As I surmised, Science has taken a dim view of Kaufman’s failure to provide data that was supposedly “publicly available” and most of the problems have now been dealt with. There are still a couple of issues though.
The three Finnish sediment series and one Canadian series have now been archived:
In respect to the Canadian series, I’d like to specially note that Scott Lamoureux of Queen’s voluntarily sent me the data without being asked, when he learned that it had become an issue. I intended to comment favorably on this at the time; I regret that I didn’t do so right away, but do so now a few weeks later. He also said that he had sent the data to the paleo data bank a number of years ago, thought that it had been archived at one time and was surprised that it was not presently available (which he undertook to correct and has.)
The versions of four ice core series used in the Corrigendum are available in the pdf format increasingly used by paleos to prevent the use of turnkey scripts to access data. At least, they didn’t use the photo format of Esper et al 2009. The original data is here:
An ASCII collation is at CA here:
The D’Arrigo et al 2006 Gulf of Alaska chronology used by Kaufman remains unavailable. In addition, the Renland version as used in the original article remains unavailable – only the version used in the Corrigendum. The Corrigendum removes an adjustment reported in the peer reviewed article cited in Kaufman et al 2009 and it seems to me that Science should require the original version. Also that, if the Kaufman authors wish to alter the Renland series from the version presented in the original article, this should be presented to the referees and properly described in the Amended Supplementary Information.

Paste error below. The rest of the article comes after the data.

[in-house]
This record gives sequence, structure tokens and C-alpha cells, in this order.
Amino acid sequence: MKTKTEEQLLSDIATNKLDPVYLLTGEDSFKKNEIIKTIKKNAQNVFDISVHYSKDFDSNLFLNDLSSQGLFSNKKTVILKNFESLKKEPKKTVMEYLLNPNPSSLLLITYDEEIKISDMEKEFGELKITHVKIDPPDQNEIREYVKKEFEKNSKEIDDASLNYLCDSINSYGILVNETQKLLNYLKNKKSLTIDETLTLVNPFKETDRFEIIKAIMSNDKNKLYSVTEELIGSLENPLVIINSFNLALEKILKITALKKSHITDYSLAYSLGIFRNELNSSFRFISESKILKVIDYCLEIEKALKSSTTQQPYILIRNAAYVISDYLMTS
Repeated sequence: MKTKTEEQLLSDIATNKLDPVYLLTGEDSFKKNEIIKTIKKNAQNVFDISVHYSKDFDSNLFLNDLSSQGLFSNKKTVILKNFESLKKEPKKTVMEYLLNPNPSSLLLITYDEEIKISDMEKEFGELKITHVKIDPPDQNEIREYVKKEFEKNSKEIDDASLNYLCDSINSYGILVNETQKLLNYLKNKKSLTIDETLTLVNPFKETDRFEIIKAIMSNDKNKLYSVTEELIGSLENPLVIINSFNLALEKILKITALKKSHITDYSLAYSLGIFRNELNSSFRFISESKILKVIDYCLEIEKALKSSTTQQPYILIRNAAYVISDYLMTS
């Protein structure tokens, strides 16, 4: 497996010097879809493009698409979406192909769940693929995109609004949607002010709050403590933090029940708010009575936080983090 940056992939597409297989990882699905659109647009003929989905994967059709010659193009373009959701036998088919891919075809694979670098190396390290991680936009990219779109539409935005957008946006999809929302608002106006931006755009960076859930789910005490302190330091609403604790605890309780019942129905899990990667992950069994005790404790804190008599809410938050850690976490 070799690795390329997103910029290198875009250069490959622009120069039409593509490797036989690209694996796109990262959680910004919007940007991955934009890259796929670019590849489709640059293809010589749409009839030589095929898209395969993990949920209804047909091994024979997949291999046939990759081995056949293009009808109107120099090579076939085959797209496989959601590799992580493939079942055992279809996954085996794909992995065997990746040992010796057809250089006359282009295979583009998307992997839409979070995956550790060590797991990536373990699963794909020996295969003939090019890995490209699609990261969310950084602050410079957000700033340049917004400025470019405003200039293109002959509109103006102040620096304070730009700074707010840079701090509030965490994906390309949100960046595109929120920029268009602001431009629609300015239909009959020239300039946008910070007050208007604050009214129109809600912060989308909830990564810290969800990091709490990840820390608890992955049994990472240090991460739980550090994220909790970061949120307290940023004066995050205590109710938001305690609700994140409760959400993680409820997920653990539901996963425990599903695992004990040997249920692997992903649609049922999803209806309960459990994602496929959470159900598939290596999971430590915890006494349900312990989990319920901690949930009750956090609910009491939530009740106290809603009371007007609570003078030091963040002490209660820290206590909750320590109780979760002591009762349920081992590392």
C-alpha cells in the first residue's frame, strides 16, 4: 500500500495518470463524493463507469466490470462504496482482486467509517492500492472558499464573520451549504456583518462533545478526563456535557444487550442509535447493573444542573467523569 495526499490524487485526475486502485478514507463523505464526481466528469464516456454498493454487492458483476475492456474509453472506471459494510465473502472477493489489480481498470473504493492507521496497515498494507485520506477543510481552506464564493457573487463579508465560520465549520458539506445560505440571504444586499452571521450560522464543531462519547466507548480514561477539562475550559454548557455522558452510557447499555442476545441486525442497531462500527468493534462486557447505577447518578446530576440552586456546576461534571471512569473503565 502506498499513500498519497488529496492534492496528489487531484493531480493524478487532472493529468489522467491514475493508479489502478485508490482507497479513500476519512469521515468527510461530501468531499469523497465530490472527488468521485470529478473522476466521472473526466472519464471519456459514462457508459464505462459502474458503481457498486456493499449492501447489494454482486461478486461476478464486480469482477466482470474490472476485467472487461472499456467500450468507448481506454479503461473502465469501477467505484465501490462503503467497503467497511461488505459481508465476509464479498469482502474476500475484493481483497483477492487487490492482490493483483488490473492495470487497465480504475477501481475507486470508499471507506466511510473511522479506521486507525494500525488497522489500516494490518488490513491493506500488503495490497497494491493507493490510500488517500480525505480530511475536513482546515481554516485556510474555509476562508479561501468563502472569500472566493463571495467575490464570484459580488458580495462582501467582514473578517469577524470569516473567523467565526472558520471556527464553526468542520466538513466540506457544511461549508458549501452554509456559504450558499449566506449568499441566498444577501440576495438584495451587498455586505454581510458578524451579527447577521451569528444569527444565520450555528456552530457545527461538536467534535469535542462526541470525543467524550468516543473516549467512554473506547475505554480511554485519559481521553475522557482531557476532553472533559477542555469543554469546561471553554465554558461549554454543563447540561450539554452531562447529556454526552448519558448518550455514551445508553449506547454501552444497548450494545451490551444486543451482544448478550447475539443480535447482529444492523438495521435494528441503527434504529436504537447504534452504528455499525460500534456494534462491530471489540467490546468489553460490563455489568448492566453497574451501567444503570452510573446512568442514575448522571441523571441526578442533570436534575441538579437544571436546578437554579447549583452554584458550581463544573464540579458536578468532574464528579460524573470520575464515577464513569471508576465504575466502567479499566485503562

At the time, I thought that it was pointless for Kaufman to think that Science would regard my data requests as anything other than well within their policies and that it was imprudent of him to force them to open the file. Sciencemag has done exactly what I anticipated. I’m sure that Kaufman is sulking a little about events, but he and other authors would be better off sulking less and archiving more. I sent a note thanking Science for their prompt attention to the above, reminding them that the D’Arrigo version is still unavailable and asking for the original Renland version.
I’ve also taken another crack at trying to get the D’Arrigo data, something that I originally attempted to obtain in 2005 as an IPCC reviewer. I sent a request to Colin O’Dowd, editor of JGR a couple of weeks ago, reminding him of my original 2005 request and reiterating my request for data, referring to very clear AGU policies on the matter. No answer or acknowledgement. Just as in 2005, when the only response to my similar request was IPCC threatening to remove me as a reviewer. This is a completely different attitude than Science, who are amazingly prompt in replying to my emails. I refreshed my request to O’Dowd, this time copying two members of the AGU Publications Committee, one of whom acknowledged the inquiry within minutes.